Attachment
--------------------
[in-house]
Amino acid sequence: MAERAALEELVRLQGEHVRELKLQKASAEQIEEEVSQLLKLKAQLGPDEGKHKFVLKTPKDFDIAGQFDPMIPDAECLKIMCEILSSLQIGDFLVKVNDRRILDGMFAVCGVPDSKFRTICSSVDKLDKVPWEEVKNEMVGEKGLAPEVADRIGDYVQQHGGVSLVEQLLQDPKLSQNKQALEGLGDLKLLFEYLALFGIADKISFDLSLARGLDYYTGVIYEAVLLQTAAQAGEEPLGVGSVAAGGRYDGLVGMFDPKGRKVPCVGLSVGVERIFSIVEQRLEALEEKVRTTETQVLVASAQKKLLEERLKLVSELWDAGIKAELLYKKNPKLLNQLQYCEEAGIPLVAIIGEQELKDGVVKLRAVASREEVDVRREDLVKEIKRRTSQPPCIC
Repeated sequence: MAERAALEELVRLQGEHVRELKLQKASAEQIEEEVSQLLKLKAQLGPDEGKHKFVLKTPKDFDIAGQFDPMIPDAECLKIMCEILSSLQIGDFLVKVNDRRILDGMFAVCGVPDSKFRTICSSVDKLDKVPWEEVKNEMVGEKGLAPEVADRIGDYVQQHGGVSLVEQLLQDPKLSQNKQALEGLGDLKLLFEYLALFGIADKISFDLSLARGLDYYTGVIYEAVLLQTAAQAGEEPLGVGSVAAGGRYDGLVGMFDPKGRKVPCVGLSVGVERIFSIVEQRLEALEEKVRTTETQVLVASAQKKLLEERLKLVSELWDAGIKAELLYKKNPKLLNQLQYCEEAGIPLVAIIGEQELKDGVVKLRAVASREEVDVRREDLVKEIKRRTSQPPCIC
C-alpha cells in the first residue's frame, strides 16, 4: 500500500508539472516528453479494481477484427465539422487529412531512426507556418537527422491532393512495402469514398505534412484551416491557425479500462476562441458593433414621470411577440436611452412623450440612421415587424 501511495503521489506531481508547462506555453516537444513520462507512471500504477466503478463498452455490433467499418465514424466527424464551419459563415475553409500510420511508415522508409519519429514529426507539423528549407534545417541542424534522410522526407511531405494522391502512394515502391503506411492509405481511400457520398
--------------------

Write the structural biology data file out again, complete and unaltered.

[in-house]
Amino acid sequence: MAERAALEELVRLQGEHVRELKLQKASAEQIEEEVSQLLKLKAQLGPDEGKHKFVLKTPKDFDIAGQFDPMIPDAECLKIMCEILSSLQIGDFLVKVNDRRILDGMFAVCGVPDSKFRTICSSVDKLDKVPWEEVKNEMVGEKGLAPEVADRIGDYVQQHGGVSLVEQLLQDPKLSQNKQALEGLGDLKLLFEYLALFGIADKISFDLSLARGLDYYTGVIYEAVLLQTAAQAGEEPLGVGSVAAGGRYDGLVGMFDPKGRKVPCVGLSVGVERIFSIVEQRLEALEEKVRTTETQVLVASAQKKLLEERLKLVSELWDAGIKAELLYKKNPKLLNQLQYCEEAGIPLVAIIGEQELKDGVVKLRAVASREEVDVRREDLVKEIKRRTSQPPCIC
Repeated sequence: MAERAALEELVRLQGEHVRELKLQKASAEQIEEEVSQLLKLKAQLGPDEGKHKFVLKTPKDFDIAGQFDPMIPDAECLKIMCEILSSLQIGDFLVKVNDRRILDGMFAVCGVPDSKFRTICSSVDKLDKVPWEEVKNEMVGEKGLAPEVADRIGDYVQQHGGVSLVEQLLQDPKLSQNKQALEGLGDLKLLFEYLALFGIADKISFDLSLARGLDYYTGVIYEAVLLQTAAQAGEEPLGVGSVAAGGRYDGLVGMFDPKGRKVPCVGLSVGVERIFSIVEQRLEALEEKVRTTETQVLVASAQKKLLEERLKLVSELWDAGIKAELLYKKNPKLLNQLQYCEEAGIPLVAIIGEQELKDGVVKLRAVASREEVDVRREDLVKEIKRRTSQPPCIC
C-alpha cells in the first residue's frame, strides 16, 4: 500500500508539472516528453479494481477484427465539422487529412531512426507556418537527422491532393512495402469514398505534412484551416491557425479500462476562441458593433414621470411577440436611452412623450440612421415587424 501511495503521489506531481508547462506555453516537444513520462507512471500504477466503478463498452455490433467499418465514424466527424464551419459563415475553409500510420511508415522508409519519429514529426507539423528549407534545417541542424534522410522526407511531405494522391502512394515502391503506411492509405481511400457520398